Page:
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Abe in Ahmedabad: India-Japan partnership can transform development paradigm in India and the region
Posted:Sep 13, 2017
 
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The symbolism of Japanese Prime Minister Shinzo Abe holding parleys with Prime Minister Narendra Modi in Ahmedabad from today cannot be missed. The last Asian leader who was similarly hosted in Ahmedabad was Chinese President Xi Jinping in 2014. Back then Modi had gone out of his way to fete Xi, but considerable water has flown down the Yangtze Kiang since then. India-China ties haven’t proceeded along the expected trajectory, as exemplified by the recent Doklam standoff.
 
Japanese exports to India rose from Rs 22,900 crore in 2005 to Rs 57,800 crore in 2015, and as of today about 1,305 Japanese companies have branches in India. Japanese investments – both made and proposed – in projects such as the Delhi Metro and the Delhi-Mumbai Industrial Corridor have been or can be transformational. Abe along with Modi will lay the foundation stone for the marquee Rs 1.1 lakh crore Mumbai-Ahmedabad bullet train project which Japan is financing. Understandably, an Indian bullet train has raised eyebrows given the shabby state and unsatisfactory safety record of Indian railways in general. However, it needs to be noted that the bullet train project will have a separate financing stream. Plus the project can be used as a model to upgrade technology, standards and protocols across the railways.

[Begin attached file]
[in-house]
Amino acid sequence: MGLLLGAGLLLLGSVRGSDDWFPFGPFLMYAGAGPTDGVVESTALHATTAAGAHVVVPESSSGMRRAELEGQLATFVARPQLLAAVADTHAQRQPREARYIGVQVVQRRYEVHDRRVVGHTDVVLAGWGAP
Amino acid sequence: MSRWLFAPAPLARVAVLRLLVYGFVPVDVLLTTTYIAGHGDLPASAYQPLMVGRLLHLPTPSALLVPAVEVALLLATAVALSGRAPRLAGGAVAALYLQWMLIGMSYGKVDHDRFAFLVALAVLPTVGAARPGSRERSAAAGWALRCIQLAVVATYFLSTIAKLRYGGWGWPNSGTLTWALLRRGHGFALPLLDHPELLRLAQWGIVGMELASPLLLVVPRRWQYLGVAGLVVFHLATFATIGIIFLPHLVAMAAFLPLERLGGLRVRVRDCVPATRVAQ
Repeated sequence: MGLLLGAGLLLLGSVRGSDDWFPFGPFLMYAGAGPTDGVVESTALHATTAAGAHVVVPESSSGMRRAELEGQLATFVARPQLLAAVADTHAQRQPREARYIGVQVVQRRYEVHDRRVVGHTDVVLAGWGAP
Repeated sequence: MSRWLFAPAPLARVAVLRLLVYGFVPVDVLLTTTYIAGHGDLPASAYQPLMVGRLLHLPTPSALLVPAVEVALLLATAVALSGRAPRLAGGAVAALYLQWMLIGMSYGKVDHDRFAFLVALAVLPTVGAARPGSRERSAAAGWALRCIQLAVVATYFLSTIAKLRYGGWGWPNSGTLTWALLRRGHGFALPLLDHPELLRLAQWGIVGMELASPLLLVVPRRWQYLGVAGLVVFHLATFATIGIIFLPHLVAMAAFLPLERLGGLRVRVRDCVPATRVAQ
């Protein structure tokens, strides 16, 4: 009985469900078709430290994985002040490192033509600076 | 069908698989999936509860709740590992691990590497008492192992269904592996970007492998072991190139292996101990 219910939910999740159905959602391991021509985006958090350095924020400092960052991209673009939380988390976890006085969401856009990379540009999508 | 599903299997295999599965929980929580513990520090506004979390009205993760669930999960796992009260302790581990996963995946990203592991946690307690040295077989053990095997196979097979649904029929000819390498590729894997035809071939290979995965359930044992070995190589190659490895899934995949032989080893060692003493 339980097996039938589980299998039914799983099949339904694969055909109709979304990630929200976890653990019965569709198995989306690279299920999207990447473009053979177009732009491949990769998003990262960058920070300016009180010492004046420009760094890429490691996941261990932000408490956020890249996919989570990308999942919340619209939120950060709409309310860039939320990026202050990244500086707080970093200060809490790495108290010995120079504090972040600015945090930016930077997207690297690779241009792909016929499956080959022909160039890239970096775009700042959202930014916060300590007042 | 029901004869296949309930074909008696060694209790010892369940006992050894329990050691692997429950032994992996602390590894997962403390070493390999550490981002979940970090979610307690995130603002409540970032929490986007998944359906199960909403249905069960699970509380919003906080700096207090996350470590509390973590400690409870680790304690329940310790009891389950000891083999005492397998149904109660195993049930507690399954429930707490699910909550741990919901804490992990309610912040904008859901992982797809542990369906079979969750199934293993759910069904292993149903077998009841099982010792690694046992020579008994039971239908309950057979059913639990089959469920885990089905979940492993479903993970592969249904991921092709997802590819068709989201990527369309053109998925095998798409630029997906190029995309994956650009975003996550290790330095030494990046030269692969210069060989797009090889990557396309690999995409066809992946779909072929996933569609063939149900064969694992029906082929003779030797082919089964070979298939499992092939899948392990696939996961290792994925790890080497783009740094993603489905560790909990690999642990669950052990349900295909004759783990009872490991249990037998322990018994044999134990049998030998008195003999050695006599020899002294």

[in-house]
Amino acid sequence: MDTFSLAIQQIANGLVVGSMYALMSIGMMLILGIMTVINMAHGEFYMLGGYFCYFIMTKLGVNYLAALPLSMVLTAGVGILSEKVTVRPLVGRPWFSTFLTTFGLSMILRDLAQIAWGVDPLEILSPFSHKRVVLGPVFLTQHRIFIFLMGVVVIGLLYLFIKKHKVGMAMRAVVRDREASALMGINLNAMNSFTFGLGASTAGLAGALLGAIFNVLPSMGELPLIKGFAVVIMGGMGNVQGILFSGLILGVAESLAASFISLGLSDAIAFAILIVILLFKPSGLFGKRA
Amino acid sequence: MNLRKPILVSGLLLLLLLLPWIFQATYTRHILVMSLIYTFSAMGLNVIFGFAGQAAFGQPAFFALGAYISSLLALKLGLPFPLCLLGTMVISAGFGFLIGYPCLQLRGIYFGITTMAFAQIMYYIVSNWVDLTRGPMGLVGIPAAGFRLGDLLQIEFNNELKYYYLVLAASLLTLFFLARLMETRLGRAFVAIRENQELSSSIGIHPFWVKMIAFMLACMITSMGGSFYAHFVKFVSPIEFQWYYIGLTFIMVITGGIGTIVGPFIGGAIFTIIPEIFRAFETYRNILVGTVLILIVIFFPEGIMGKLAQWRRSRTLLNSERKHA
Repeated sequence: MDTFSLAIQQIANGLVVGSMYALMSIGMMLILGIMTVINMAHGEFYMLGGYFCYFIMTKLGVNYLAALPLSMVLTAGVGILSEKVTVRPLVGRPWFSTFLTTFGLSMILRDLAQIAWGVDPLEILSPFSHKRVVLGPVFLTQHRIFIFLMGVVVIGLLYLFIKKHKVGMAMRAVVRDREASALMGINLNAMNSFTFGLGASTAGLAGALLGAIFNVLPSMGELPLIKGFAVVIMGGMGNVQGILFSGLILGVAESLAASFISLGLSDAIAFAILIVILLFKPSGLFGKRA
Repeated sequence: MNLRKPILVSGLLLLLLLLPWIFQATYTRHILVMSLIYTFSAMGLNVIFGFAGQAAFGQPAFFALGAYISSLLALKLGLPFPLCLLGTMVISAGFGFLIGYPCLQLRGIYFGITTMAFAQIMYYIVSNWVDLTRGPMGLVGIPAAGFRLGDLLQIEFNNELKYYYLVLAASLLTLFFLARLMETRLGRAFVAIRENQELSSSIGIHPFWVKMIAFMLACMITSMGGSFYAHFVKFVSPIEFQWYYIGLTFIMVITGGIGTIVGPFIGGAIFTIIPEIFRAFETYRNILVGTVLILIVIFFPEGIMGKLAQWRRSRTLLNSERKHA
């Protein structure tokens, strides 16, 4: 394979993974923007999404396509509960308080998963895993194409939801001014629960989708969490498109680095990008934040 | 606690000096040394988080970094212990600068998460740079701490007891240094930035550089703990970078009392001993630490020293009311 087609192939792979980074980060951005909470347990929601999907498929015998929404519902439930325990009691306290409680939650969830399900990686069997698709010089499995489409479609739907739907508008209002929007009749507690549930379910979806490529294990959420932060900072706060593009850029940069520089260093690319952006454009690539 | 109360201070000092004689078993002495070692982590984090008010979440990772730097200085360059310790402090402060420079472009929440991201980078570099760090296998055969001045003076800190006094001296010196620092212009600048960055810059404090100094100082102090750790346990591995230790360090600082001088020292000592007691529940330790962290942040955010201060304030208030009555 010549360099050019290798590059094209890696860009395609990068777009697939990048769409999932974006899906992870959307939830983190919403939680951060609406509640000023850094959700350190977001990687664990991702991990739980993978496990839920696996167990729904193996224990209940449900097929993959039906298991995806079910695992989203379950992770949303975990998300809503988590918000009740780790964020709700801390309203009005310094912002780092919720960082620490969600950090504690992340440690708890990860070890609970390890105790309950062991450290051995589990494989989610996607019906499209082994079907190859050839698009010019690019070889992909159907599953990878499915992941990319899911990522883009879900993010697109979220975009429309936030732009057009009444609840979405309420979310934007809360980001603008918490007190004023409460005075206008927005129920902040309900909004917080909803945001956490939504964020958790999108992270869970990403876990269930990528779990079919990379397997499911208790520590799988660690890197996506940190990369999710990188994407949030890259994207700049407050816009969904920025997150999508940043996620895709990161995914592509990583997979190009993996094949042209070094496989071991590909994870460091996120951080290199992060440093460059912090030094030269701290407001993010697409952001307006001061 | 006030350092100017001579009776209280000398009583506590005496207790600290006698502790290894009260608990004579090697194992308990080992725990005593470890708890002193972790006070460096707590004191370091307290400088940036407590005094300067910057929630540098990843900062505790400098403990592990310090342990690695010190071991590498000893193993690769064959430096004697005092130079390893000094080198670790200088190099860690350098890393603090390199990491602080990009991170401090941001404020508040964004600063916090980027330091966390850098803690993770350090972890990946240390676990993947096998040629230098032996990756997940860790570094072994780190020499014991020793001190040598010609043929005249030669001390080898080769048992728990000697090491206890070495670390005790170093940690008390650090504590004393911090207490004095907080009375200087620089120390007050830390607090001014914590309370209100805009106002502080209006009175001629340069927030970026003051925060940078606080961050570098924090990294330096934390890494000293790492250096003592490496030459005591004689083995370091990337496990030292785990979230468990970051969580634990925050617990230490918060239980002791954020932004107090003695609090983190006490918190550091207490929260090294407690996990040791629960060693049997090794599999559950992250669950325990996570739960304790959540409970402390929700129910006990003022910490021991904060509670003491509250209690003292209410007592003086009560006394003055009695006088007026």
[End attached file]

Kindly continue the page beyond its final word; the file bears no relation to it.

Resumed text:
Additionally, India and Japan will sign 10 MoUs – including those for Japanese industrial parks – during Abe’s trip. But what is really grabbing eyeballs is the expected launch of the Asia Africa Growth Corridor. The corridor is meant to build capacity and boost human resource development in Africa, create quality infrastructure, and facilitate people-to-people partnerships. Juxtaposed to China’s top-down investments comprising its ‘One Belt One Road’ initiative, India-Japan’s outreach to the continent seeks to connect different growth poles through local ownership of projects, skill development and transfer of technology.
 
The strategic dimension of the corridor is clear. With China using its huge foreign exchange reserve to acquire economic depth overseas while trying to muscle aside other Asian powers, India and Japan can work together to buttress a multipolar Asia, as well as to provide an alternative model of development for Asia and Africa that respects sovereignty and democratic principles. In that sense, the India-Japan partnership can be a force that transforms the development paradigm in this part of the world. And Modi and Abe have the personal connect to actualise this.
 
 
 
 
 
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